Costa Rica: The Earliest Recorded Usage of a Postage Stamp

This article appeared in “The Mainsheet”, Volume N. 92. November 1998

By: Mimi T. Moorhouse 




The decree authorising the ‘medio real’ blue and the ‘dos reales’ red postage stamps became law 9th September 1862 and an order for the stamps was placed with the American Bank Note Company in New York in October 1862. The two values were printed and shipped to San Jose in February 1863. The exact date of issue is unknown but it has always been assumed that, allowing for delivery time from New York and for distribution time in Costa Rica, it probably would have been sometime in March 1863 at the earliest. The Hector Mena catalogue actually quotes 11th April 1863 as a probable first day of issue.

The illustrated entire letter was sent from Jesus Guevara in Cartago to his brother, Senor Don Modesto Guevara, in San Jose and was franked with a single ‘medio real’ to pay the single internal letter rate (for up to a half an ounce in weight). The stamp is cancelled with an underlined straight line CARTAGO marking which was originally employed as a pre-stamp marking in the 1855-1863 period. The letter is dearly dated inside ‘Abril 21 de 1863’ making it the earliest recorded usage of a Costa Rican stamp.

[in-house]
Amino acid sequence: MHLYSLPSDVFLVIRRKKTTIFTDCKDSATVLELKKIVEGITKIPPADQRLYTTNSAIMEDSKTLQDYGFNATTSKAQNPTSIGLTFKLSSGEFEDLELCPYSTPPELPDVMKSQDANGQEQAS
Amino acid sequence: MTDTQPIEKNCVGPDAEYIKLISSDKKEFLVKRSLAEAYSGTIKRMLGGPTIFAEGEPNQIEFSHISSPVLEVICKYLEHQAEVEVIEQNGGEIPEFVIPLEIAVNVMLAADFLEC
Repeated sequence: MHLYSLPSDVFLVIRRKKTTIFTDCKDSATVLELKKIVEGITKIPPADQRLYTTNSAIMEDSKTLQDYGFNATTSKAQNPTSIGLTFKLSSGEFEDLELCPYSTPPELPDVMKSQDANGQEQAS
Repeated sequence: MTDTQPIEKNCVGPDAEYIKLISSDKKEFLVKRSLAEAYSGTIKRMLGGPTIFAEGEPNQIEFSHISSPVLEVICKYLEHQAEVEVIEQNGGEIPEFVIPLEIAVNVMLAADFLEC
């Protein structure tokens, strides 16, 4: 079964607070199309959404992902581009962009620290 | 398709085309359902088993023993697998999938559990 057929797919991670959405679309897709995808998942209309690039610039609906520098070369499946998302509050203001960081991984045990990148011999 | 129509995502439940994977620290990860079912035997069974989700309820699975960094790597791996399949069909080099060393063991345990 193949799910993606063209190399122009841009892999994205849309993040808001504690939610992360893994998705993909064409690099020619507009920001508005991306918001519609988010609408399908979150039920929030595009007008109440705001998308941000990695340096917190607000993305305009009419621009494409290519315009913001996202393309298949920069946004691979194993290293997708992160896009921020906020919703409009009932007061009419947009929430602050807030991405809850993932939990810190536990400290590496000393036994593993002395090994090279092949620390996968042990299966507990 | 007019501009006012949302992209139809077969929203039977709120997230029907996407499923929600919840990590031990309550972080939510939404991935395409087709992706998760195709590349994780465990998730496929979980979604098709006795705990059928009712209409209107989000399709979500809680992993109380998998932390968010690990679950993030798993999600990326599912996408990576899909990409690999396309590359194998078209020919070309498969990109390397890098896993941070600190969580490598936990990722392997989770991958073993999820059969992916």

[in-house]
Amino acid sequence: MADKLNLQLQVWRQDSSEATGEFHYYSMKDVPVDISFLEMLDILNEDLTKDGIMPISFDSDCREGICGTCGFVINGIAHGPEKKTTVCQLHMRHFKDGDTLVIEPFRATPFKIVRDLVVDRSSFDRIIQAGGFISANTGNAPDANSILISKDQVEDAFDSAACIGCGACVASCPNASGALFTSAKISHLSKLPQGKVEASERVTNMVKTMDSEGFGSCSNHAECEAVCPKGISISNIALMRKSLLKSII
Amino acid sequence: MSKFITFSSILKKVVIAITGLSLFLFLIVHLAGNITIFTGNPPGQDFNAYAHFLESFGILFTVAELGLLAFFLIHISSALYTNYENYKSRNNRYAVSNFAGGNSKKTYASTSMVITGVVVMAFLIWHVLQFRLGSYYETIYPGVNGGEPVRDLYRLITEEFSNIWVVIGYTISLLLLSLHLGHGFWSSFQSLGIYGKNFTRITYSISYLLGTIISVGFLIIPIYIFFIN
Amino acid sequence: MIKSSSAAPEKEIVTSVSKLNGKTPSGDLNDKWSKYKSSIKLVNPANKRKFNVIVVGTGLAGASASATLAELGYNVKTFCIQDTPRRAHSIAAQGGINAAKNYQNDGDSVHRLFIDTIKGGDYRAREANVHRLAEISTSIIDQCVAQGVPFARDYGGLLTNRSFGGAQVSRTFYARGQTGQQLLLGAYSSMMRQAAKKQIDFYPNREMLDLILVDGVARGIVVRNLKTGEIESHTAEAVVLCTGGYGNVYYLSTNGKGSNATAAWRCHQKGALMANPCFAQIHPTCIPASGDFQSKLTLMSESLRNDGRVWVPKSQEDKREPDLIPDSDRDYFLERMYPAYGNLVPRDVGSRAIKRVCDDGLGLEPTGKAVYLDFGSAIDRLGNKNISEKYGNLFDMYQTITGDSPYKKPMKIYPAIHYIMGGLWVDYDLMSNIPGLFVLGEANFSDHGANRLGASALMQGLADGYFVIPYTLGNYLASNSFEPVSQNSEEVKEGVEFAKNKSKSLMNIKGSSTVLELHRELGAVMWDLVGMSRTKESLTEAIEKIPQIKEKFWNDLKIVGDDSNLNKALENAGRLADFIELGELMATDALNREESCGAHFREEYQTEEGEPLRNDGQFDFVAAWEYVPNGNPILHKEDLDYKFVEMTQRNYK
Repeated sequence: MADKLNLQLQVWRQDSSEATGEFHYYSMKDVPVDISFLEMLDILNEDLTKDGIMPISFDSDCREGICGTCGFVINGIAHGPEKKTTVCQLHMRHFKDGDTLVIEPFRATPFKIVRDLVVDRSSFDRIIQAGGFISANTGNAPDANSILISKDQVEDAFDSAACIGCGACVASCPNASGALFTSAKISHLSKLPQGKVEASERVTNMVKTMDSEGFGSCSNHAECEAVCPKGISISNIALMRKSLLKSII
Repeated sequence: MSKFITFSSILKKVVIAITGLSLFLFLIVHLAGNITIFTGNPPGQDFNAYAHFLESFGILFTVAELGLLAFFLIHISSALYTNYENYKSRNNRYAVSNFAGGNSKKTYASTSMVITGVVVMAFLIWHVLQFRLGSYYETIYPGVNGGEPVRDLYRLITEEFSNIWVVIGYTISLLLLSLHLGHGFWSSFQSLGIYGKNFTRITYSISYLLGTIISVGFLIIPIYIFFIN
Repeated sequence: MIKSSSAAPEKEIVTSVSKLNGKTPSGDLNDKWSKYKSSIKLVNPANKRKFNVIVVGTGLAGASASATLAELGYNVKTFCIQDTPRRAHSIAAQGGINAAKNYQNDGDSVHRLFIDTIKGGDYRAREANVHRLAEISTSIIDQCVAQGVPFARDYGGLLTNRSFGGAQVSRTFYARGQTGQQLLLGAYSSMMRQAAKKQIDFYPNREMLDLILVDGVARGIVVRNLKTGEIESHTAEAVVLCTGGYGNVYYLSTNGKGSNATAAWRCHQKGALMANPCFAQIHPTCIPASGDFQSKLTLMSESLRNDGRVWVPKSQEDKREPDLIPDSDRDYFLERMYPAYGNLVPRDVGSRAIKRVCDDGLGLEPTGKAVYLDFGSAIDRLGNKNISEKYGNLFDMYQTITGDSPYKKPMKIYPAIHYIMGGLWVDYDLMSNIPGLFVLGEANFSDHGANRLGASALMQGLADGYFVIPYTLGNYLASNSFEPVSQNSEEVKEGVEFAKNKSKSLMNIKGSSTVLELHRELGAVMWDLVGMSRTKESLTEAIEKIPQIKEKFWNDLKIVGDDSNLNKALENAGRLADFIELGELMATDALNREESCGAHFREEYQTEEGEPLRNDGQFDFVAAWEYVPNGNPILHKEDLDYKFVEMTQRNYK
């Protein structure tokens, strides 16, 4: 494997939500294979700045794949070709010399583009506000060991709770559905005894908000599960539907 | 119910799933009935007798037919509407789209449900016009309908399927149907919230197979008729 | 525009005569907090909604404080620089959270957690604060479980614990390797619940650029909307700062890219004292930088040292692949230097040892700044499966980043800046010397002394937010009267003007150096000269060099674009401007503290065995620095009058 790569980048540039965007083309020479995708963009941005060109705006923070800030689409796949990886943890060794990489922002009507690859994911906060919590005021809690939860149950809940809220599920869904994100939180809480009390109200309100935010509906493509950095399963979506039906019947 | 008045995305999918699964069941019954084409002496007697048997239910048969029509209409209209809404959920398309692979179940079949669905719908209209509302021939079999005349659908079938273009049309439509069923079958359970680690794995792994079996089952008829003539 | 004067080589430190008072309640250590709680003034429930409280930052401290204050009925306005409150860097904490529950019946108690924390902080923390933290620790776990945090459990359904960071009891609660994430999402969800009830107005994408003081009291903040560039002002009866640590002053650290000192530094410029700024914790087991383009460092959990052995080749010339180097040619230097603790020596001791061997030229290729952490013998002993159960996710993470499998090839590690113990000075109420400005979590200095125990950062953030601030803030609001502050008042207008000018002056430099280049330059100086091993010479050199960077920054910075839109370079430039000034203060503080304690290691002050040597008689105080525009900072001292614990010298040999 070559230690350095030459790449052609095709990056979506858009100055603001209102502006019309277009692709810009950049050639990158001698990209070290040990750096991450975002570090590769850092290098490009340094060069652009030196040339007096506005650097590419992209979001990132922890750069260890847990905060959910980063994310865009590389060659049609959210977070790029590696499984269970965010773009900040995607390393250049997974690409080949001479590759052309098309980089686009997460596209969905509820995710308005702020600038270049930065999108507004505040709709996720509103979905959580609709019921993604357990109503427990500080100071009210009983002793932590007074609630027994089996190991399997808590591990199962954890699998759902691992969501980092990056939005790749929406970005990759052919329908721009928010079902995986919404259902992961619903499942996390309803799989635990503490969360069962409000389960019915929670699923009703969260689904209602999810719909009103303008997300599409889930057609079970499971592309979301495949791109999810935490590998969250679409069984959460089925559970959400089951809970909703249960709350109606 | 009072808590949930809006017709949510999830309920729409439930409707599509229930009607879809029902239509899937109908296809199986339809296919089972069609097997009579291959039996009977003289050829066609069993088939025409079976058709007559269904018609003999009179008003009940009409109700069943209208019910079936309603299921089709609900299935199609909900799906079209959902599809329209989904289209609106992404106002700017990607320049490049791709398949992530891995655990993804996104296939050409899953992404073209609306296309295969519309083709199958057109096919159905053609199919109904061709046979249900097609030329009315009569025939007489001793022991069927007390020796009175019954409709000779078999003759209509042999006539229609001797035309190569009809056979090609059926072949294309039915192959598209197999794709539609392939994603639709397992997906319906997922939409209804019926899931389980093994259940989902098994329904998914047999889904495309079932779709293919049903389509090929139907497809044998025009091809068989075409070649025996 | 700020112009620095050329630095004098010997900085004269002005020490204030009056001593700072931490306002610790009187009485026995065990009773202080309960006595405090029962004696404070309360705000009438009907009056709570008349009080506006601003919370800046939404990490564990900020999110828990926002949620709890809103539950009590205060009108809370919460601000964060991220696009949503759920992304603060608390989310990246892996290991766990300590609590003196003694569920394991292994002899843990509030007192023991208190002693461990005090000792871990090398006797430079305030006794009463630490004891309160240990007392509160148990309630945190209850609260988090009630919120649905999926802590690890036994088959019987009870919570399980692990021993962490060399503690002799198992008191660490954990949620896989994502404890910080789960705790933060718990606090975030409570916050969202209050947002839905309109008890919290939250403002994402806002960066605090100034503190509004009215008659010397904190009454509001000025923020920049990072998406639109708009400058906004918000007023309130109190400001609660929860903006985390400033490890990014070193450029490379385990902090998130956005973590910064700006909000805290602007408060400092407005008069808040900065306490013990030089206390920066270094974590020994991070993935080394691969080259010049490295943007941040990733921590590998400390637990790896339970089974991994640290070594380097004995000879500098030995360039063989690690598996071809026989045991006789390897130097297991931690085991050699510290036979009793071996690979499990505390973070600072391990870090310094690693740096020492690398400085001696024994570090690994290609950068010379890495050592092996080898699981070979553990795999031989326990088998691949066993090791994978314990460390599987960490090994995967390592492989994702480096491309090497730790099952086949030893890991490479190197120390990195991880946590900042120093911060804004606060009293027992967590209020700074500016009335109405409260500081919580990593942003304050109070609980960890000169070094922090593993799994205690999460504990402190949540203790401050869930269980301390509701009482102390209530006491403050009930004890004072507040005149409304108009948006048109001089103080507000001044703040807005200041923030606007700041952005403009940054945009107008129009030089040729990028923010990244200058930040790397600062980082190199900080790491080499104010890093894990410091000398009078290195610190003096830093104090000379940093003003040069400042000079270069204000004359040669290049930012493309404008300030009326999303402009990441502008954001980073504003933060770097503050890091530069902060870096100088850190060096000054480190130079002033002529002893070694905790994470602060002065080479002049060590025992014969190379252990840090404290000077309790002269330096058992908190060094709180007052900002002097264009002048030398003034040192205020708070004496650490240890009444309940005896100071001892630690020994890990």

Editor’s note about changes from the original article:

  • The black and white image of the cover was change for a full-colour one.
  • The last name of the sender was change to “GUEVARA” instead of GRUVAIA as written in the original article.
  • The original date in the article was “Abril 24 de 1863”, but it has been change to “Abril 21 de 1863”.